FRIDAY, July 7, 2023 (HealthDay News) — American industry engages in some of the same high-risk practices as other countries in keeping and selling commercial animals that have the potential for triggering outbreaks of disease among humans, a new report shows.
Researchers from Harvard Law School and New York University studied this as part of a larger project in which they aim to assess zoonotic disease risks related to animal industries in 15 countries.
“The risk is staggering, because our use of animals is staggering,” report author Ann Linder, a research fellow at the Harvard animal law and policy program, told The New York Times. “And we don’t even really understand where that risk is.”
The United States also “has no comprehensive strategy” to mitigate the dangers, and these practices often happen out of view and without regulation, the report said. About 60 percent of infectious diseases are zoonotic. That is also true of about 75 percent of new and emerging infectious diseases, according to the U.S. Centers for Disease Control and Prevention.
For the U.S. portion of the ongoing international study, researchers analyzed 36 animal markets, interviewing experts and reviewing publicly available data, government regulations, and scientific papers, The Times reported. The markets included those for dog breeding, hunting and trapping, petting zoos, and livestock auctions. The authors considered the number of animals involved, the pathogens they are known to carry, interactions with humans, and biosecurity practices.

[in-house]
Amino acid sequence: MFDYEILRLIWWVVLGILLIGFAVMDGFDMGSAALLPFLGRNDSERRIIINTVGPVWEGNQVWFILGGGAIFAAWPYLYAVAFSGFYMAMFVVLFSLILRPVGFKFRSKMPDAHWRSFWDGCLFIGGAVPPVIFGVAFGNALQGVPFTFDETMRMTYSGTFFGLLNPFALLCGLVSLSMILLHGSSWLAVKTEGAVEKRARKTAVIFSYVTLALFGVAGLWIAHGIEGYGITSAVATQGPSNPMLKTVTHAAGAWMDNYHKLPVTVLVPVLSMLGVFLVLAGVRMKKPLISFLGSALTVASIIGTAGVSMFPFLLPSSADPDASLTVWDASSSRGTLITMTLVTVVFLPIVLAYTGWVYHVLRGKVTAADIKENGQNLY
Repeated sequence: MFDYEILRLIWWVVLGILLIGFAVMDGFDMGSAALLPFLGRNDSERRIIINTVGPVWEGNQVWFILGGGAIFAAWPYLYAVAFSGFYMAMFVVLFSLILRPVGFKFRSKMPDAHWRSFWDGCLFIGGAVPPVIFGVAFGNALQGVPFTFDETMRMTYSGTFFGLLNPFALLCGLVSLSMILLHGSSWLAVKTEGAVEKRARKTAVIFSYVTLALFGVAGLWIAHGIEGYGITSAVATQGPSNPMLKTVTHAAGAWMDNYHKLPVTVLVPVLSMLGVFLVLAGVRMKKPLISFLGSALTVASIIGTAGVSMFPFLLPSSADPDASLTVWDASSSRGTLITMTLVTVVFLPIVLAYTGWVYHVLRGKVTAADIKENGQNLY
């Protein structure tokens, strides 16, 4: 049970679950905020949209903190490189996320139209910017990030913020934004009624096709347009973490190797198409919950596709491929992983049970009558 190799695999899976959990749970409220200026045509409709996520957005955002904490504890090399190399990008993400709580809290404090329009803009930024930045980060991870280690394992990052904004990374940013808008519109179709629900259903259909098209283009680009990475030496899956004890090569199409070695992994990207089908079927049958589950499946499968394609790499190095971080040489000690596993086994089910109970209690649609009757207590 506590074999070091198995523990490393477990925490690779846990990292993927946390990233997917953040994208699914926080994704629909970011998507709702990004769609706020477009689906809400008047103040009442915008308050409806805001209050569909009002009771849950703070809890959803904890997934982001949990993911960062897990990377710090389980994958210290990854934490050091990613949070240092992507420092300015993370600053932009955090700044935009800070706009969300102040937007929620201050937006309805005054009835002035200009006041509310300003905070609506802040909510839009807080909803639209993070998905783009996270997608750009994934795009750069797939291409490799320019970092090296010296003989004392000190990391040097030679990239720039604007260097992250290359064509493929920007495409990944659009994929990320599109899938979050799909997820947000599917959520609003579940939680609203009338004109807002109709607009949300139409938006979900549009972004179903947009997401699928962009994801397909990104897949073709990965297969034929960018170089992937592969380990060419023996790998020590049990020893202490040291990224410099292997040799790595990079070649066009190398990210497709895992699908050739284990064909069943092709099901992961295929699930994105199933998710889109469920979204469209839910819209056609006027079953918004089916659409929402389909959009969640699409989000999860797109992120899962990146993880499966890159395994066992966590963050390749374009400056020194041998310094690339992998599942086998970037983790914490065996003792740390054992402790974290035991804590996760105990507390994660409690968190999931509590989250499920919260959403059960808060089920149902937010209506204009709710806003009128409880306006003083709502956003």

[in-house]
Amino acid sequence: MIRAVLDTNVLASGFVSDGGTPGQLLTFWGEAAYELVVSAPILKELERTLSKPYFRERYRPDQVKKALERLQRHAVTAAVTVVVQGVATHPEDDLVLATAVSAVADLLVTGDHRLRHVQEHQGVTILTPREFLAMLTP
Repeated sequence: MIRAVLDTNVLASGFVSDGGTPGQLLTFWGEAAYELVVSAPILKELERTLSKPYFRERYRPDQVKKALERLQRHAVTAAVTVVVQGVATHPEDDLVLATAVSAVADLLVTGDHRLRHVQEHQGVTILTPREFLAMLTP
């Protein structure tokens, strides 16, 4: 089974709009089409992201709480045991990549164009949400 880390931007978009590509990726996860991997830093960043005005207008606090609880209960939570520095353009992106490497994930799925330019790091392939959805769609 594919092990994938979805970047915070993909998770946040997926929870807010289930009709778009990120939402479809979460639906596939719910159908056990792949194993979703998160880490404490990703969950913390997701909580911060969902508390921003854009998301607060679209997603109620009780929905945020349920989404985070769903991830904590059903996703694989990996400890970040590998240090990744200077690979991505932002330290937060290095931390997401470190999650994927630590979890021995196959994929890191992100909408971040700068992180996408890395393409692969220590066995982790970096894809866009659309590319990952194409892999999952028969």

Among the facts they unearthed were that the United States produces more than 10 billion land animals for food annually. Americans also raise more pigs and poultry than nearly any other country, Linder said. These particular animals can transmit influenza. The United States is also the leading importer of livestock and wild animals, including more than 220 million live wild animals annually.
There are more than 130 live bird markets in the Northeast alone, the report showed. Multiple outbreaks of highly pathogenic bird flu have already happened this year at these events, according to the report, and swine flu has previously spilled over into humans at markets in Minnesota.
Meanwhile, government regulation is “inconsistent and full of holes,” Linder told The Times. It is also focused on conservation regulations, rather than disease. Some data gaps exist, so the next step is further study, the report authors said. “These threats are out there, whether we turn on the lights and face them or just continue taking comfort in the dark,” Linder said.
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